Directed by Sean A Murray
HOME, 12 June 2019
This documentary is a difficult watch, and that for a host of reasons.
One reason is because the grief, still, is all too real. And the testimony of families affected is overwhelming. So you hear from grown men and women, who as children lost a father or mother, still perplexed by their absence. You see an old woman who, as a young wife and mother, watched her husband die and later had to identify one of his killers (she had answered the door to his killers). The grief and sorrow is palpable and, you know for sure, will remain with them after you have watched the film.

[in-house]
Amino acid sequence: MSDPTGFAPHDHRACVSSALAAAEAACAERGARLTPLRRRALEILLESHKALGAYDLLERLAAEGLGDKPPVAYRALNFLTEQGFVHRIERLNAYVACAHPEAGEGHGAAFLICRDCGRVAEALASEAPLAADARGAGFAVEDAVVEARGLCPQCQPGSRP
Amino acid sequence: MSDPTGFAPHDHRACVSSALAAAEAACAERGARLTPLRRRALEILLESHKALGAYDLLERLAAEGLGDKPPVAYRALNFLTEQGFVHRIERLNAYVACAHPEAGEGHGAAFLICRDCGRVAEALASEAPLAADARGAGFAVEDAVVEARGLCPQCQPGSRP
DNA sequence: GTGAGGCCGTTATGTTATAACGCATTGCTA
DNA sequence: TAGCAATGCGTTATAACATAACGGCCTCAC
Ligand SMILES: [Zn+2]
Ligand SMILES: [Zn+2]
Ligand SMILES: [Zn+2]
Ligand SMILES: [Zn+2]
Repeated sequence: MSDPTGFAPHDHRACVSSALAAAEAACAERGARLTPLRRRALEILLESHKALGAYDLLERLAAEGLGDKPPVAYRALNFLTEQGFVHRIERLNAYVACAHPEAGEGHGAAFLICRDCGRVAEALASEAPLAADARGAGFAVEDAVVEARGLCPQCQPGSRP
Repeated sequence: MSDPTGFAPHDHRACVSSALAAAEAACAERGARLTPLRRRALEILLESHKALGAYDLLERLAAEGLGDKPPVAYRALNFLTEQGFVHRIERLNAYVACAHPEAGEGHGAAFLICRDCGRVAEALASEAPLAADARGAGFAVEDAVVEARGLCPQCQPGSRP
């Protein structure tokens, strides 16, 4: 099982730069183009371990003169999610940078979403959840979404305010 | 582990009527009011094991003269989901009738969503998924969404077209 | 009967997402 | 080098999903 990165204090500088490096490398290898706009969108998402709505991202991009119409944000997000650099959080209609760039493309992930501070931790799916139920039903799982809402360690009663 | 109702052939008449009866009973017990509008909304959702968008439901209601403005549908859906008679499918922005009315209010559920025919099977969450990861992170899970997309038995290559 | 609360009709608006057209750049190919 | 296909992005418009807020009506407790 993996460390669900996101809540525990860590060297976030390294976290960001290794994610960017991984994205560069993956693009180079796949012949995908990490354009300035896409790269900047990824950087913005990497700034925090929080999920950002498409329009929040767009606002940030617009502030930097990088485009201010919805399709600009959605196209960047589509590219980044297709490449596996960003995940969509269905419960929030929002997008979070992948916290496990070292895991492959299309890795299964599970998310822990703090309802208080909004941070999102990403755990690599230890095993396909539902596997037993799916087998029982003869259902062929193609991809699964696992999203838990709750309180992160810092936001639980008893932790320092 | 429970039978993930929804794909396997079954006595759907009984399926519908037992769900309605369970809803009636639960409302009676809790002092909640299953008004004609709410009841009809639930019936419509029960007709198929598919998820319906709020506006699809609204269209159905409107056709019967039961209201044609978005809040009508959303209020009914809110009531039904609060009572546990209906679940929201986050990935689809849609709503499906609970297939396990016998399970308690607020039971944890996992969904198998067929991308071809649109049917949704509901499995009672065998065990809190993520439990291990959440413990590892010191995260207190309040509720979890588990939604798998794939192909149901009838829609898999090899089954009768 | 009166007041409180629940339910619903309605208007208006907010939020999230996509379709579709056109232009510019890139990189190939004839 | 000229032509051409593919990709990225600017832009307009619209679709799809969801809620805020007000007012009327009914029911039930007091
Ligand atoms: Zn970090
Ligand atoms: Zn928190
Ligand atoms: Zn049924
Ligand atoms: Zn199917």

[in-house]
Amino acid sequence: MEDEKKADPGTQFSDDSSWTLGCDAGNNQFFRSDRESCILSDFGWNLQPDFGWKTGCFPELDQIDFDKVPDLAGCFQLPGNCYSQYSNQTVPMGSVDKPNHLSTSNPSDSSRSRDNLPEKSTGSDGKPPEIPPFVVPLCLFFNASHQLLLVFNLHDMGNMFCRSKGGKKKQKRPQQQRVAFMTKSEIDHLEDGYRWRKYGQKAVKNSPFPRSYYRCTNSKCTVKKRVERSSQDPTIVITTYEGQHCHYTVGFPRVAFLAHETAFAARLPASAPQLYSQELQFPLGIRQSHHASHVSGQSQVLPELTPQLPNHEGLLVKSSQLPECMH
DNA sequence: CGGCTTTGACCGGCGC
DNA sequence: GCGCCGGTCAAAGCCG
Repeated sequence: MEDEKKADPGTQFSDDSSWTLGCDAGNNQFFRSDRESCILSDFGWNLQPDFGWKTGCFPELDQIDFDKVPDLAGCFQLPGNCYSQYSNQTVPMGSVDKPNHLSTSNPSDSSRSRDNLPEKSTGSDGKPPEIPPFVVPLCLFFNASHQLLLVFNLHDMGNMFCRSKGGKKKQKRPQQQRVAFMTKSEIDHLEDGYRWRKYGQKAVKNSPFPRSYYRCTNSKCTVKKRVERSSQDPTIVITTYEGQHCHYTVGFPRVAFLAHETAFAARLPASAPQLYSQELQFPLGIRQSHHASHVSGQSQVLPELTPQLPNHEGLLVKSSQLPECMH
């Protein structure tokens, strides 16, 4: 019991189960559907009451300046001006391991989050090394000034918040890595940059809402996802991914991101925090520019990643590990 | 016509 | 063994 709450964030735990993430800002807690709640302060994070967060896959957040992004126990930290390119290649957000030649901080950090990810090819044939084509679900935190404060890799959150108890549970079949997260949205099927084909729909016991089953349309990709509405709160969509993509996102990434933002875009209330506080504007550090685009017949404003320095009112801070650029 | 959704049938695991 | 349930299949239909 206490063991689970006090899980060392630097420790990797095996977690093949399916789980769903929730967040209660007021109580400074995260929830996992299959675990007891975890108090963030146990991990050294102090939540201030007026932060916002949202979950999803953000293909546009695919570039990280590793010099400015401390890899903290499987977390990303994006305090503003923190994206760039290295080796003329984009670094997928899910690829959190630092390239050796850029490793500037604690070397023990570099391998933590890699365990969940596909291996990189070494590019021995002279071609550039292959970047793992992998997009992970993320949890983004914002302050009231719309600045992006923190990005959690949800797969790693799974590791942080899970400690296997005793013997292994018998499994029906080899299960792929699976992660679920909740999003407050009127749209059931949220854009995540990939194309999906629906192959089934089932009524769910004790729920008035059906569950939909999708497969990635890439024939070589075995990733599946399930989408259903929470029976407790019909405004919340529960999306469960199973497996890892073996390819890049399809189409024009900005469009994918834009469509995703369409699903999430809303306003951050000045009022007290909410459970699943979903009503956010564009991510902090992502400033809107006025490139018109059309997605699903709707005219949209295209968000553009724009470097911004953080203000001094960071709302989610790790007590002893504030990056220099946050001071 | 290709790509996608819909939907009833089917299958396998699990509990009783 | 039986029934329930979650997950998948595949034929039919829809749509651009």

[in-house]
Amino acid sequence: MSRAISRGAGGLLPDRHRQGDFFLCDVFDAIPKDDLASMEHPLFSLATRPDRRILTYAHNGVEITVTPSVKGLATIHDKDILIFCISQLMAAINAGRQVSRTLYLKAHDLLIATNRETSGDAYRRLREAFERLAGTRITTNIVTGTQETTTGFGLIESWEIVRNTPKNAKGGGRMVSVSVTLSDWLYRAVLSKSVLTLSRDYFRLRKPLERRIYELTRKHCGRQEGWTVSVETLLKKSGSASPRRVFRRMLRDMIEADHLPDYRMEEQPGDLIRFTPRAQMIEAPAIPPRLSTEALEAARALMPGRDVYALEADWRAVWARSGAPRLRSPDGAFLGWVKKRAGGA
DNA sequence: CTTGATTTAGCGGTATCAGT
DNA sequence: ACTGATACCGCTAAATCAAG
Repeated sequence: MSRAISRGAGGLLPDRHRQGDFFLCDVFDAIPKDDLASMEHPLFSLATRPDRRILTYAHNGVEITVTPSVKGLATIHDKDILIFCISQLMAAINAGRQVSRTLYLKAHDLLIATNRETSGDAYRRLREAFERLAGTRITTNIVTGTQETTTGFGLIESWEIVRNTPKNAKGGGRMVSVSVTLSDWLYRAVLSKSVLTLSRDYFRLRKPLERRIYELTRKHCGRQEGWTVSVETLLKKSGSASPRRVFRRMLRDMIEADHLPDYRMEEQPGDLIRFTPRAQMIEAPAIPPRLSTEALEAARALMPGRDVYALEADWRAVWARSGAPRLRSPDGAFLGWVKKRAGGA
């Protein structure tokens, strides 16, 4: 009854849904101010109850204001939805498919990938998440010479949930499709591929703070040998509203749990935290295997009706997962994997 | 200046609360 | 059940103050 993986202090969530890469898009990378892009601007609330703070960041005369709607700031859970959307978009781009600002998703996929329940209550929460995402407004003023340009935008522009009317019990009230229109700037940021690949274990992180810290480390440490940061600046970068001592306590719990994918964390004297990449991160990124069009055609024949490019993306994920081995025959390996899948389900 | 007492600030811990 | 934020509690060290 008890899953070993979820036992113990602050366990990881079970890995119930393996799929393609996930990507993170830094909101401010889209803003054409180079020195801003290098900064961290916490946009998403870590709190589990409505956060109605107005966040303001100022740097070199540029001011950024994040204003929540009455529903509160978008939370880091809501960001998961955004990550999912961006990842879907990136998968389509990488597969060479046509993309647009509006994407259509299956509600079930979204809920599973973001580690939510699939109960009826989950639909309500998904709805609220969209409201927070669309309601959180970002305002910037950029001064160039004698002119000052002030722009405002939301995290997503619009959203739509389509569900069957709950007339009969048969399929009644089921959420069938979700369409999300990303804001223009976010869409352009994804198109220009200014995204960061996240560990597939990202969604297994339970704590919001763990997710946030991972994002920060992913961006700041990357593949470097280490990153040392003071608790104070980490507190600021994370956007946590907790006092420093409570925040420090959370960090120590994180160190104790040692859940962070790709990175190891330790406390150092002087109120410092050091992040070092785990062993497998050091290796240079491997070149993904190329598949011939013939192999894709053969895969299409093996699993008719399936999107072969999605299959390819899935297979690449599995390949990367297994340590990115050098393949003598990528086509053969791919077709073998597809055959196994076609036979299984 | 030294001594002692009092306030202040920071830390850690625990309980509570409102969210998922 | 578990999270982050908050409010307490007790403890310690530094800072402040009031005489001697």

Another reason is that it makes a compelling case for collusion between loyalist paramilitaries and the Royal Ulster Constabulary (RUC) and the Ulster Defence Regiment (UDR) – and therefore the British state – in over a hundred murders. Indeed, in some instances serving police officers took part in killings. There is the further claim that this involvement ‘came right from the very top’, which would be at prime ministerial or cabinet level, not merely the activities of MI5 or MI6, and entailed a colonial policy of ‘divide and rule’ aimed at the Protestant and Catholic communities in Northern Ireland. I am unsure whether to accept this entirely; after all, these two communities were pretty divided anyway. But the evidence may be found in the minutes of a key meeting held at Chequers during Harold Wilson’s tenure as PM. Those minutes should be investigated and disclosed.
Further details of the film can be had here.